On Tuesday night in Celina, a Republican stronghold in northwest Ohio, Dayton Mayor Nan Whaley mercilessly harpooned John Kasich and his agenda over the last six years like Ahab going after Moby Dick. According to the Daily Standard, she’s “sounding as if she’s ready to enter the 2018 gubernatorial race.”  Whaley is widely regarded as a “progressive, pragmatic leader with a track record of getting things done.”

Others have similar thoughts on Whaley’s talents and Democratic futures. Liz Walters, a Summit County Council Member and former Ohio Democratic Party Executive Director, primed the pump Thursday with a solicitation for funds for Whaley, who is running unopposed for another term as Mayor of Dayton. With former House Member and 2014 candidate for state treasurer Connie Pillich and former member of congress Betty Sutton already declared, many believe Whaley is poised to be the third woman to enter the Democratic primary for governor.

State Senator Joe Schiavoni has also declared for governor. Candidates who are in the news but undeclared so far are TV daytime talk show host Jerry Springer, former Cleveland mayor and congressman Dennis Kucinich, and Consumer Finance Protection Bureau chief Richard Cordray, who President Trump wants to fire but some Republicans want to stay in Washington to keep him off the playing field in Ohio.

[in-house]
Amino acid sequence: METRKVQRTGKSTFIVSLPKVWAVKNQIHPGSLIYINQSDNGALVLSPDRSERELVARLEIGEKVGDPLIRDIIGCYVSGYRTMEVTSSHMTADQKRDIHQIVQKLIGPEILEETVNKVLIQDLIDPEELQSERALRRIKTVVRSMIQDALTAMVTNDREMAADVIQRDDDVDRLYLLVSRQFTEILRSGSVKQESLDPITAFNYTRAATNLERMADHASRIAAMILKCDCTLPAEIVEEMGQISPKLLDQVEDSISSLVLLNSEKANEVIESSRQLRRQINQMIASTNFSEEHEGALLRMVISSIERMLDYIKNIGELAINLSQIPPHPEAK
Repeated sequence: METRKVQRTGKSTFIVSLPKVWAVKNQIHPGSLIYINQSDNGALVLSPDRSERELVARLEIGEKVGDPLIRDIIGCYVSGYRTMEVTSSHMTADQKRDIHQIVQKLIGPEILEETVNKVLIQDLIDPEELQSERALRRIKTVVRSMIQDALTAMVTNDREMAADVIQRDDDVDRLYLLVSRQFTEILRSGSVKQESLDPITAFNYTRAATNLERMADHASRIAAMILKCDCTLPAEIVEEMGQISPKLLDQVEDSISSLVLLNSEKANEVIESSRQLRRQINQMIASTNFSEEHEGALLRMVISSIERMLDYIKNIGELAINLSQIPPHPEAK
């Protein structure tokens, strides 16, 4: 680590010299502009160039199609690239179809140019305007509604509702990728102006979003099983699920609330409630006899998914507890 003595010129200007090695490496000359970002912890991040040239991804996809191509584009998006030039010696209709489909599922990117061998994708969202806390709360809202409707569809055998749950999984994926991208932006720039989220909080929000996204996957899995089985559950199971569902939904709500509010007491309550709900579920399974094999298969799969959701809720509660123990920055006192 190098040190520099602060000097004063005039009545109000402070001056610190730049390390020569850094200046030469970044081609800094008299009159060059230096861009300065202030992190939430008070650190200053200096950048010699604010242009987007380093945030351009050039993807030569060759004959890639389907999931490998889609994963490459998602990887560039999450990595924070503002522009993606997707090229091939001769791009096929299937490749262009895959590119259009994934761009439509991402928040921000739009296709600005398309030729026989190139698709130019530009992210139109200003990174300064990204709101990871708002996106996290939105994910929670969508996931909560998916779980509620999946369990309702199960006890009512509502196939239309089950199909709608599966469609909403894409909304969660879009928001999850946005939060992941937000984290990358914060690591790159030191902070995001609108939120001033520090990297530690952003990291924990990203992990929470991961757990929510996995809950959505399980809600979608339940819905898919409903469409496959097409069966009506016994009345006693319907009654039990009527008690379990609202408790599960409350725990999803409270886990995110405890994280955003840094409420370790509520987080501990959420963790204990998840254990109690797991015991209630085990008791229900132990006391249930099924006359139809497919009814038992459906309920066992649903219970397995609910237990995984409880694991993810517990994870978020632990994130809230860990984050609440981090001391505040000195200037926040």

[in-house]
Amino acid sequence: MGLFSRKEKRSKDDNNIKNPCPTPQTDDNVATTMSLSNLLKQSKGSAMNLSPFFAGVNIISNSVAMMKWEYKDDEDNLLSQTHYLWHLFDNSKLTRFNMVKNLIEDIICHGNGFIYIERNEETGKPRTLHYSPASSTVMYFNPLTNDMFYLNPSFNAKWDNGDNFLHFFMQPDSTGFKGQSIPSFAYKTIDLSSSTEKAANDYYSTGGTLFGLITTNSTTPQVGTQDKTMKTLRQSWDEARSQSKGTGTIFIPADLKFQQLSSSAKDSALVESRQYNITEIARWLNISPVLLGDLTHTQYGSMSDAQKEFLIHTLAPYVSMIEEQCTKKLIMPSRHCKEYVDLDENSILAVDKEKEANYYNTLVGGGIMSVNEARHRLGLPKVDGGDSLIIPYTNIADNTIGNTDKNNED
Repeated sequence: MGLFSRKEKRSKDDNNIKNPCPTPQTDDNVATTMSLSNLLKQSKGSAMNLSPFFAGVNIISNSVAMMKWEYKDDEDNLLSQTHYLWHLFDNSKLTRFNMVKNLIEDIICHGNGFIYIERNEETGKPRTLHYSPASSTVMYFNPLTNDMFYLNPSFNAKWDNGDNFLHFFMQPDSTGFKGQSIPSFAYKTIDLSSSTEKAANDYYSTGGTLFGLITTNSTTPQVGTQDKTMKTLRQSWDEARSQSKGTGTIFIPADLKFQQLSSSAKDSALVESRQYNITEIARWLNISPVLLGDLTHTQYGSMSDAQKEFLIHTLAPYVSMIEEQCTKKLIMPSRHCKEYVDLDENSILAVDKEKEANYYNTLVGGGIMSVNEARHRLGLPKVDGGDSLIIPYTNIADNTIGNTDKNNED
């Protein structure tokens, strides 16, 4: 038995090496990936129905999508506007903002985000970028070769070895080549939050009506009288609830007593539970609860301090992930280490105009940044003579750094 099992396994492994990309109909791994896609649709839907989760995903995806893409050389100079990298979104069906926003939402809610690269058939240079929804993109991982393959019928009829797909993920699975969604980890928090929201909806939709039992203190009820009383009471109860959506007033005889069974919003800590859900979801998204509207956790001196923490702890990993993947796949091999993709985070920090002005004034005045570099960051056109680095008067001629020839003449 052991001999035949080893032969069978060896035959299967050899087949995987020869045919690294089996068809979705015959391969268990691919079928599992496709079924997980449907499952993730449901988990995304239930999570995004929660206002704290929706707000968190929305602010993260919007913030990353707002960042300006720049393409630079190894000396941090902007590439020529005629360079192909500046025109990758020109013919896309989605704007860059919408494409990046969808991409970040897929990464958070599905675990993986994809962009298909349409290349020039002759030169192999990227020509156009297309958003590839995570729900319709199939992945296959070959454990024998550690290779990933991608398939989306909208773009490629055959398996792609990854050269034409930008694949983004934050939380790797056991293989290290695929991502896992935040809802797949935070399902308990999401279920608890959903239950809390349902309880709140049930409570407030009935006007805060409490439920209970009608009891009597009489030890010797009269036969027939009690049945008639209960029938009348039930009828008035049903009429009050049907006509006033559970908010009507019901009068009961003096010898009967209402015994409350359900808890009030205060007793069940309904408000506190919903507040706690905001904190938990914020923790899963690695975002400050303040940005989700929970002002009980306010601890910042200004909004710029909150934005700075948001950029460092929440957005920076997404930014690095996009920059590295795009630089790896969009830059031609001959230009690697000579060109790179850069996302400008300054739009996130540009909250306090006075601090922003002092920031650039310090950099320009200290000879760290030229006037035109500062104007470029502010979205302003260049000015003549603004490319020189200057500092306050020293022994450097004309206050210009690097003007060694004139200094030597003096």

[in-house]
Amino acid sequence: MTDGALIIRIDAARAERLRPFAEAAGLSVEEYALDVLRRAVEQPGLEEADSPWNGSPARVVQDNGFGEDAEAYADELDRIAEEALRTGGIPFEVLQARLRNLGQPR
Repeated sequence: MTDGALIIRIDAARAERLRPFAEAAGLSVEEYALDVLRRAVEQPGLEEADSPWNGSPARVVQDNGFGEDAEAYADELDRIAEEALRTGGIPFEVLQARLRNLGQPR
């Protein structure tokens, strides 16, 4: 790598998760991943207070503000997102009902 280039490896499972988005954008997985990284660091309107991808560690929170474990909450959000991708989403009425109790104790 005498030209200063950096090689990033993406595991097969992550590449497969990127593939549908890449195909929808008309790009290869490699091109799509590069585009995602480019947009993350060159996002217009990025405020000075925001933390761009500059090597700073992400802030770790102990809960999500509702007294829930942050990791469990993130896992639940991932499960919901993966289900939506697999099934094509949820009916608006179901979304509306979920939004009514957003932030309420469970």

Republican candidates include Lt. Governor Mary Taylor, Ohio Attorney General Mike DeWine and Congressman Jim Renacci.

Speaking at the Mercer County Democrats’ spring dinner at Romer’s Catering in Celina, Daily Standard reporter William Kincaid said Whaley “used the occasion to go right for the jugular, scorching Kasich and ‘his cronies’ for their policies that she said have failed and put Ohio into a crisis.” Whaley keelhauled Gov. Kasich, who won the 2016 Mercer County primary over Donald Trump by just 955. Mr. Trump went onto take 80 percent of the Mercer County vote in the General Election against Democrat Hillary Clinton.

Walters said she’s “worked with candidates running for every level of office who have shown their commitment to progressive values and give working families something to believe in. And in my view, Nan Whaley is a candidate for governor we all can believe in.” If Democratic candidates get swept away as they did in 2010 and 2014, 2018 will be a year to be cursed, as any similar across the board losses will scuttle the party and its candidates for a decade or more and is likely to result in one Democrat congressman from northeast Ohio loosing their seat, as Republicans will redistrict to force two Democrats to fight each other for survival.

With Gov. Kasich again out of state, this time selling his book “Two Paths” about his run for president last year, the second time he’s tried and failed to win the White House, Nan Whaley didn’t dance around the mulberry bush, as she harpooned Ohio’s Great White Whale governor, saying “Many of our friends and neighbors are angry and pessimistic about the future of our state. Many of them are convinced that the system has failed them, our institutions have failed them, the politicians have failed them and our government has failed them.”